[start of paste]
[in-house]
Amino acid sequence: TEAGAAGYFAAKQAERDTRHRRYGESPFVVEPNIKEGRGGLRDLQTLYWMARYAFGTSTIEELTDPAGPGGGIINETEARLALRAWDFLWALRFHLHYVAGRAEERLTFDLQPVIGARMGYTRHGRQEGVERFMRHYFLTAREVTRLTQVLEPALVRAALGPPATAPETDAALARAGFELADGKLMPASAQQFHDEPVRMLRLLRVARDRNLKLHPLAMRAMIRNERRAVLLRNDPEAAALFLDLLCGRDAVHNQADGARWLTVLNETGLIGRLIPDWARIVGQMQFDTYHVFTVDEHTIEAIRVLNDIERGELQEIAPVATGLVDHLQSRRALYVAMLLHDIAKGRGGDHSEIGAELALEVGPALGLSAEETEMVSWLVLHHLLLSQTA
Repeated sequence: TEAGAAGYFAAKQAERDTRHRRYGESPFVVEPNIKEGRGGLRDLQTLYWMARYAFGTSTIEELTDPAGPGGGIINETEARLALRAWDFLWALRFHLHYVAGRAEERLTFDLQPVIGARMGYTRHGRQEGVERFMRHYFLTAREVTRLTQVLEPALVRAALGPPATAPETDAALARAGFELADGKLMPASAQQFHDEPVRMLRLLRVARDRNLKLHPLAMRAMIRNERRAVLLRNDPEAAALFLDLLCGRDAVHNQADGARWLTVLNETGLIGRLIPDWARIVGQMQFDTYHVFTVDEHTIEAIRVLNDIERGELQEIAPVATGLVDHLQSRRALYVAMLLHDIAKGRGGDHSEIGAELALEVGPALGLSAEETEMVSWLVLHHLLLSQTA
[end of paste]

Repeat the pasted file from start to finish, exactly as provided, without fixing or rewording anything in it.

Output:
[in-house]
Amino acid sequence: TEAGAAGYFAAKQAERDTRHRRYGESPFVVEPNIKEGRGGLRDLQTLYWMARYAFGTSTIEELTDPAGPGGGIINETEARLALRAWDFLWALRFHLHYVAGRAEERLTFDLQPVIGARMGYTRHGRQEGVERFMRHYFLTAREVTRLTQVLEPALVRAALGPPATAPETDAALARAGFELADGKLMPASAQQFHDEPVRMLRLLRVARDRNLKLHPLAMRAMIRNERRAVLLRNDPEAAALFLDLLCGRDAVHNQADGARWLTVLNETGLIGRLIPDWARIVGQMQFDTYHVFTVDEHTIEAIRVLNDIERGELQEIAPVATGLVDHLQSRRALYVAMLLHDIAKGRGGDHSEIGAELALEVGPALGLSAEETEMVSWLVLHHLLLSQTA
Repeated sequence: TEAGAAGYFAAKQAERDTRHRRYGESPFVVEPNIKEGRGGLRDLQTLYWMARYAFGTSTIEELTDPAGPGGGIINETEARLALRAWDFLWALRFHLHYVAGRAEERLTFDLQPVIGARMGYTRHGRQEGVERFMRHYFLTAREVTRLTQVLEPALVRAALGPPATAPETDAALARAGFELADGKLMPASAQQFHDEPVRMLRLLRVARDRNLKLHPLAMRAMIRNERRAVLLRNDPEAAALFLDLLCGRDAVHNQADGARWLTVLNETGLIGRLIPDWARIVGQMQFDTYHVFTVDEHTIEAIRVLNDIERGELQEIAPVATGLVDHLQSRRALYVAMLLHDIAKGRGGDHSEIGAELALEVGPALGLSAEETEMVSWLVLHHLLLSQTA